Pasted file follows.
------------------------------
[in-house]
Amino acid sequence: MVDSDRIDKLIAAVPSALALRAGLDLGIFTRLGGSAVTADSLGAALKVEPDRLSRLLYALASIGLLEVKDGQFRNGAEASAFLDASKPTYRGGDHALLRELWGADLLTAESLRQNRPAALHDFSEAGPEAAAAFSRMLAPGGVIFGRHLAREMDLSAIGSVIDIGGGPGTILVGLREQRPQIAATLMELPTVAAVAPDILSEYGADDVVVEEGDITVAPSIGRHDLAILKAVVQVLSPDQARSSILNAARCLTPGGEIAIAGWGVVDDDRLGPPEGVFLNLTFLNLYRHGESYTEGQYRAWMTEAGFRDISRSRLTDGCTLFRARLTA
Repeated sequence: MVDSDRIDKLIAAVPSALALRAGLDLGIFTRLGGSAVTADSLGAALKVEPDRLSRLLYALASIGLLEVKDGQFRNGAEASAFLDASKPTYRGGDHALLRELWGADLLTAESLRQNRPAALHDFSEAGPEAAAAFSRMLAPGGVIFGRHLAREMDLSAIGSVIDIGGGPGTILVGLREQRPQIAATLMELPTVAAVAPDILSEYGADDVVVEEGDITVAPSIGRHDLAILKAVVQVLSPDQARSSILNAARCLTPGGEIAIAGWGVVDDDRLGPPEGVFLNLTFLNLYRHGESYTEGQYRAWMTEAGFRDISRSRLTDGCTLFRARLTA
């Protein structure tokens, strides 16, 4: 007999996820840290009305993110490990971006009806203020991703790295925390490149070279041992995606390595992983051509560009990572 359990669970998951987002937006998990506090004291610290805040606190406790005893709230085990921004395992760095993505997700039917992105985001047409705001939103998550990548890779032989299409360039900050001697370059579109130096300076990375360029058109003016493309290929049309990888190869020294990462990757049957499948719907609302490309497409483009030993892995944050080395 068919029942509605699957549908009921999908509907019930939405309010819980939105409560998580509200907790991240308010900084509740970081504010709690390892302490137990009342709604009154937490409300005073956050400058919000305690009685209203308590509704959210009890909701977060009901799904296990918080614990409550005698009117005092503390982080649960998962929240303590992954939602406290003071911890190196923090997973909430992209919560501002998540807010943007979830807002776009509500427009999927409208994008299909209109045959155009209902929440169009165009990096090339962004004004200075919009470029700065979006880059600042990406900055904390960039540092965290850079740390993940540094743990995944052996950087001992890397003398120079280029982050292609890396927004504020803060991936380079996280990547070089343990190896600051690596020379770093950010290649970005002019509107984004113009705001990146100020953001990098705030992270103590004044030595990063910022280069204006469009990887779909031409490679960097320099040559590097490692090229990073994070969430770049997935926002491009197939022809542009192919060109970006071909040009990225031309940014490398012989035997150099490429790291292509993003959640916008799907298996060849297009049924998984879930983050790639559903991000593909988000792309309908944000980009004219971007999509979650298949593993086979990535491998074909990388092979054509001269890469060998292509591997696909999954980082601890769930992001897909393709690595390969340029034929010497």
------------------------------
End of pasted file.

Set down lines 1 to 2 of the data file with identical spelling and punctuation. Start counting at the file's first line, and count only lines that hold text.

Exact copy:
[in-house]
Amino acid sequence: MVDSDRIDKLIAAVPSALALRAGLDLGIFTRLGGSAVTADSLGAALKVEPDRLSRLLYALASIGLLEVKDGQFRNGAEASAFLDASKPTYRGGDHALLRELWGADLLTAESLRQNRPAALHDFSEAGPEAAAAFSRMLAPGGVIFGRHLAREMDLSAIGSVIDIGGGPGTILVGLREQRPQIAATLMELPTVAAVAPDILSEYGADDVVVEEGDITVAPSIGRHDLAILKAVVQVLSPDQARSSILNAARCLTPGGEIAIAGWGVVDDDRLGPPEGVFLNLTFLNLYRHGESYTEGQYRAWMTEAGFRDISRSRLTDGCTLFRARLTA